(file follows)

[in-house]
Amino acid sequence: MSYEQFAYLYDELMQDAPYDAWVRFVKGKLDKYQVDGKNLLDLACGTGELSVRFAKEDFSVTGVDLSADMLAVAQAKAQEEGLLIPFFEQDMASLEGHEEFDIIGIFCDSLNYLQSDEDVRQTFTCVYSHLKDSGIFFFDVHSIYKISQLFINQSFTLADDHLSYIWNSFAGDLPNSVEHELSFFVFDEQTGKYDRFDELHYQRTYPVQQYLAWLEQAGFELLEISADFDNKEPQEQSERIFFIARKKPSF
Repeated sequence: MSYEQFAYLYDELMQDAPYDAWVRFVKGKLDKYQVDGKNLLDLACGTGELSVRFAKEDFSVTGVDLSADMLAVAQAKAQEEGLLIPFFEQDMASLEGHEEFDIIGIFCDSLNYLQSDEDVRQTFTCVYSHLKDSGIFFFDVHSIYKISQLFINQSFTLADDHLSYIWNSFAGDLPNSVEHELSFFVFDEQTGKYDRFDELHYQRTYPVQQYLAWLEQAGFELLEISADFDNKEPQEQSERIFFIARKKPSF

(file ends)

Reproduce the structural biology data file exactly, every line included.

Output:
[in-house]
Amino acid sequence: MSYEQFAYLYDELMQDAPYDAWVRFVKGKLDKYQVDGKNLLDLACGTGELSVRFAKEDFSVTGVDLSADMLAVAQAKAQEEGLLIPFFEQDMASLEGHEEFDIIGIFCDSLNYLQSDEDVRQTFTCVYSHLKDSGIFFFDVHSIYKISQLFINQSFTLADDHLSYIWNSFAGDLPNSVEHELSFFVFDEQTGKYDRFDELHYQRTYPVQQYLAWLEQAGFELLEISADFDNKEPQEQSERIFFIARKKPSF
Repeated sequence: MSYEQFAYLYDELMQDAPYDAWVRFVKGKLDKYQVDGKNLLDLACGTGELSVRFAKEDFSVTGVDLSADMLAVAQAKAQEEGLLIPFFEQDMASLEGHEEFDIIGIFCDSLNYLQSDEDVRQTFTCVYSHLKDSGIFFFDVHSIYKISQLFINQSFTLADDHLSYIWNSFAGDLPNSVEHELSFFVFDEQTGKYDRFDELHYQRTYPVQQYLAWLEQAGFELLEISADFDNKEPQEQSERIFFIARKKPSF